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President Bruininks (finally?) feels the heat

President Bruininks made some mysterious remarks about his charitable giving on an MPR interview a while back, hinting of his generosity and how much it pained him to be questioned about a ten percent salary cut. More details are below from the Daily.

Bob, why don't you just come out and cut your salary by ten percent? Also that of all administrators being paid more than, say, 250K$. This would be a lot cleaner and not subject to ambiguity. If you want to make charitable donations - great. You and your wife certainly have a lot of money if you can afford a million dollar condo.

But what's below just doesn't wash. The money does not go into the general university budget where it is needed. The one that is used to pay the salaries of those about to be laid off, remember?

Please wake up on this issue. You have already done yourself - and the university - tremendous damage in this matter. Think of the message that you are sending.

From the Daily:

Bruininks pledges to donate salary increases

University of Minnesota President Bob Bruininks plans to give all of his salary increases during his time as president back to the University -- an action he says will total more than the 10 percent cut some are asking him and other administrators to take.

To date, Bruininks and his wife Susan Hagstrum have donated $231,000 to the University, according to the University of Minnesota Foundation. Bruininks' salary has increased $160,000 since January of 2002.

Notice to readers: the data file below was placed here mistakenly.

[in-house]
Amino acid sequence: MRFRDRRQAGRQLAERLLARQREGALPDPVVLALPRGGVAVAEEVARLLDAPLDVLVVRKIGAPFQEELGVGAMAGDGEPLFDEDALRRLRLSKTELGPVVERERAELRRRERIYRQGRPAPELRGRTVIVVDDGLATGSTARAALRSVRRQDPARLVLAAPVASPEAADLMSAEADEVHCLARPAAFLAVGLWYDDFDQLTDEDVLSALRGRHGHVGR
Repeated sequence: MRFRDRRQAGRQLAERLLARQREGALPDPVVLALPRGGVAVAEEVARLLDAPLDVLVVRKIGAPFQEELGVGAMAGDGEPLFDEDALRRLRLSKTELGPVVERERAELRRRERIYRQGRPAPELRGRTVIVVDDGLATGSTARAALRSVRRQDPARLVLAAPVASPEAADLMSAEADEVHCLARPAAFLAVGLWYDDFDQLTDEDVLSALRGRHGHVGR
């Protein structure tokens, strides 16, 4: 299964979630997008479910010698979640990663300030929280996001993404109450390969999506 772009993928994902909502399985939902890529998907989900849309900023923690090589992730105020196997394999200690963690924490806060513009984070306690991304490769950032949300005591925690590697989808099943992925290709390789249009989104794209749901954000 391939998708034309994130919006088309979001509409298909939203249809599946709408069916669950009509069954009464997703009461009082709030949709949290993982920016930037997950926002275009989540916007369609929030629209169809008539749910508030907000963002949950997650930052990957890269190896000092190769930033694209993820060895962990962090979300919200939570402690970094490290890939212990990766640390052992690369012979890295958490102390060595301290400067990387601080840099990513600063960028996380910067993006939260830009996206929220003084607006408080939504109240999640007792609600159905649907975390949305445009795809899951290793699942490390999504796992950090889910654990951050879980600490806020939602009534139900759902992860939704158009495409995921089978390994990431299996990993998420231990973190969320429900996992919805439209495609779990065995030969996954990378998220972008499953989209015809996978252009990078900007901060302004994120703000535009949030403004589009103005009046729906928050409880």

A 10 percent cut to Bruininks' base salary of $455,000 would mean $45,500. He earns about $750,000 with benefits.

Bruininks said he has not made these donations public until now because he said he and his wife wanted to be modest about their financial contributions.

"I really think one's charitable contributions should be done for the best of reasons, not to draw attention to yourself," he said. "But since people have made a real issue of it and suggested that I may be insensitive to the needs of people in this very challenging economy, I thought I ought to at least reveal the commitment we made more than seven years ago."

Bruininks is the 7th highest paid public university president in the United States, according to a study by The Chronicle of Higher Education in November 2008.

The AFSCME Local 3800 union has said the freeze is not enough and is asking the 254 University employees paid over $200,000 to take a 5 percent pay cut.

"The fact that he gives money is all well and good, but he makes $750,000 year," Chief Steward of AFSCME Local 3800 Cherrene Horazuk said. "It just doesn't wash for me."

Horazuk said, "Many employees from all employee groups give money, make charitable donations to a variety of causes that is entirely different than the issue of salary."

Athletics Director Joel Maturi -- the 10th highest paid administrator at the University as of September 2008 -- said he understands the critical eyes on the University's top paid administrators.

"When people are making significant dollars, ... I understand that people wonder if we should be making as much as we do, it's a very valid question," Maturi said.

However, Maturi said he feels that University administrators are paid market, or competitive, wages.

_________________________

To quote one of the few straight-talking and admirable administrators around:

From the College of Design Memo From Dean Fisher May 26, 2009 Monday Minute, May 26, 2009

Dear Colleagues,

Mark Twain once said, "Action speaks louder than words, but not nearly as often." One action the college has taken has certainly registered with the University.

Our leadership group -- Associate Deans Kate Solomonson and Marilyn DeLong, Assistant Dean Kate Maple, Chief of Staff Kathy Witherow, and I -- may be the only college deans at the U taking a 10 percent reduction in our appointments next academic year in order to help balance our budget. That reduction equals 26 days without pay, which some of us will spread out across the year and others will take mostly during the summer. I commend my four colleagues for joining me in this voluntary reduction; such an action does not happen nearly as often as I think it should among the leaders of organizations in times like these.


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